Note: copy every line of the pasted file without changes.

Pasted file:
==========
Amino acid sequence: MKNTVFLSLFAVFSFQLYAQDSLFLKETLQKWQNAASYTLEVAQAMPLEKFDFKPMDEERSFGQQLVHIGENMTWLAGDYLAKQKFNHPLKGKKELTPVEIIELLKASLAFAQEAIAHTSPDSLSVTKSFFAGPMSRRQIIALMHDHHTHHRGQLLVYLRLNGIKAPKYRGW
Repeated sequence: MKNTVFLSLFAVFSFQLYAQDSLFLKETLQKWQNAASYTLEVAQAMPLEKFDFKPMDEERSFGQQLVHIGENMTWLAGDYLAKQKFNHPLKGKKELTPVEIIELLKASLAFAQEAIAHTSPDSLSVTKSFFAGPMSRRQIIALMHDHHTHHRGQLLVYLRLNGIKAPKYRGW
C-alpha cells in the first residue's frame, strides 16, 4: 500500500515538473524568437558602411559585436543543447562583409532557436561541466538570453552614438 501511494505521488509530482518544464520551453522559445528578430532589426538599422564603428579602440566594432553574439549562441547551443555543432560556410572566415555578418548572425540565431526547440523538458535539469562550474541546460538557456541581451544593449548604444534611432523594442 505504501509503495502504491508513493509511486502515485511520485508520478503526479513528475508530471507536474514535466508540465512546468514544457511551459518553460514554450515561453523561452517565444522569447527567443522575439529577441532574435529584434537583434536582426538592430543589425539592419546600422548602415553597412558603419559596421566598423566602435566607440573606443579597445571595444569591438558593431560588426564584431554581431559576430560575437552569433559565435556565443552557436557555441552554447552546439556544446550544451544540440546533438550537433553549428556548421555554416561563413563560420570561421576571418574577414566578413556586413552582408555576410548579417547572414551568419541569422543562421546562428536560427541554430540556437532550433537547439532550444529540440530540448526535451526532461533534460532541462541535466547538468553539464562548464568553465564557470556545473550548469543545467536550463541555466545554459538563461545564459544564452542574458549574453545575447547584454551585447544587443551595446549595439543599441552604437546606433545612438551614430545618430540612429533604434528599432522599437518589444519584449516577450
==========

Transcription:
Amino acid sequence: MKNTVFLSLFAVFSFQLYAQDSLFLKETLQKWQNAASYTLEVAQAMPLEKFDFKPMDEERSFGQQLVHIGENMTWLAGDYLAKQKFNHPLKGKKELTPVEIIELLKASLAFAQEAIAHTSPDSLSVTKSFFAGPMSRRQIIALMHDHHTHHRGQLLVYLRLNGIKAPKYRGW
Repeated sequence: MKNTVFLSLFAVFSFQLYAQDSLFLKETLQKWQNAASYTLEVAQAMPLEKFDFKPMDEERSFGQQLVHIGENMTWLAGDYLAKQKFNHPLKGKKELTPVEIIELLKASLAFAQEAIAHTSPDSLSVTKSFFAGPMSRRQIIALMHDHHTHHRGQLLVYLRLNGIKAPKYRGW
C-alpha cells in the first residue's frame, strides 16, 4: 500500500515538473524568437558602411559585436543543447562583409532557436561541466538570453552614438 501511494505521488509530482518544464520551453522559445528578430532589426538599422564603428579602440566594432553574439549562441547551443555543432560556410572566415555578418548572425540565431526547440523538458535539469562550474541546460538557456541581451544593449548604444534611432523594442 505504501509503495502504491508513493509511486502515485511520485508520478503526479513528475508530471507536474514535466508540465512546468514544457511551459518553460514554450515561453523561452517565444522569447527567443522575439529577441532574435529584434537583434536582426538592430543589425539592419546600422548602415553597412558603419559596421566598423566602435566607440573606443579597445571595444569591438558593431560588426564584431554581431559576430560575437552569433559565435556565443552557436557555441552554447552546439556544446550544451544540440546533438550537433553549428556548421555554416561563413563560420570561421576571418574577414566578413556586413552582408555576410548579417547572414551568419541569422543562421546562428536560427541554430540556437532550433537547439532550444529540440530540448526535451526532461533534460532541462541535466547538468553539464562548464568553465564557470556545473550548469543545467536550463541555466545554459538563461545564459544564452542574458549574453545575447547584454551585447544587443551595446549595439543599441552604437546606433545612438551614430545618430540612429533604434528599432522599437518589444519584449516577450